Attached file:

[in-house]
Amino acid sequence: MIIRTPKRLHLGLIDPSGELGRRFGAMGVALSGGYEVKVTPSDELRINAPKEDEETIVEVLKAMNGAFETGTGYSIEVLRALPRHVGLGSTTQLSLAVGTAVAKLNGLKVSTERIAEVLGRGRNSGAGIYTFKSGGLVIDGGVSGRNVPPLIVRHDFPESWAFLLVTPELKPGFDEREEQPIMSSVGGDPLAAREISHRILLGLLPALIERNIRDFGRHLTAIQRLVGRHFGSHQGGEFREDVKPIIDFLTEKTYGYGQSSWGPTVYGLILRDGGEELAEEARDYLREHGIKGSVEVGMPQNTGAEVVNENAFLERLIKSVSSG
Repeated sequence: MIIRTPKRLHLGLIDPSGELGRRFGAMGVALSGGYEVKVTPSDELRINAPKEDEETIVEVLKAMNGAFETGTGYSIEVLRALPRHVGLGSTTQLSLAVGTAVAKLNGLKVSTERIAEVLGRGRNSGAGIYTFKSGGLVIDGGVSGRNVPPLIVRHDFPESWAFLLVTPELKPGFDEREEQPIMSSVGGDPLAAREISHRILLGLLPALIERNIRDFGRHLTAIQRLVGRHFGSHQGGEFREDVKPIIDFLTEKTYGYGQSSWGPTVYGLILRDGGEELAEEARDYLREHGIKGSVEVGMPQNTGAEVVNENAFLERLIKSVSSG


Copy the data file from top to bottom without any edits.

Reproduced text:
[in-house]
Amino acid sequence: MIIRTPKRLHLGLIDPSGELGRRFGAMGVALSGGYEVKVTPSDELRINAPKEDEETIVEVLKAMNGAFETGTGYSIEVLRALPRHVGLGSTTQLSLAVGTAVAKLNGLKVSTERIAEVLGRGRNSGAGIYTFKSGGLVIDGGVSGRNVPPLIVRHDFPESWAFLLVTPELKPGFDEREEQPIMSSVGGDPLAAREISHRILLGLLPALIERNIRDFGRHLTAIQRLVGRHFGSHQGGEFREDVKPIIDFLTEKTYGYGQSSWGPTVYGLILRDGGEELAEEARDYLREHGIKGSVEVGMPQNTGAEVVNENAFLERLIKSVSSG
Repeated sequence: MIIRTPKRLHLGLIDPSGELGRRFGAMGVALSGGYEVKVTPSDELRINAPKEDEETIVEVLKAMNGAFETGTGYSIEVLRALPRHVGLGSTTQLSLAVGTAVAKLNGLKVSTERIAEVLGRGRNSGAGIYTFKSGGLVIDGGVSGRNVPPLIVRHDFPESWAFLLVTPELKPGFDEREEQPIMSSVGGDPLAAREISHRILLGLLPALIERNIRDFGRHLTAIQRLVGRHFGSHQGGEFREDVKPIIDFLTEKTYGYGQSSWGPTVYGLILRDGGEELAEEARDYLREHGIKGSVEVGMPQNTGAEVVNENAFLERLIKSVSSG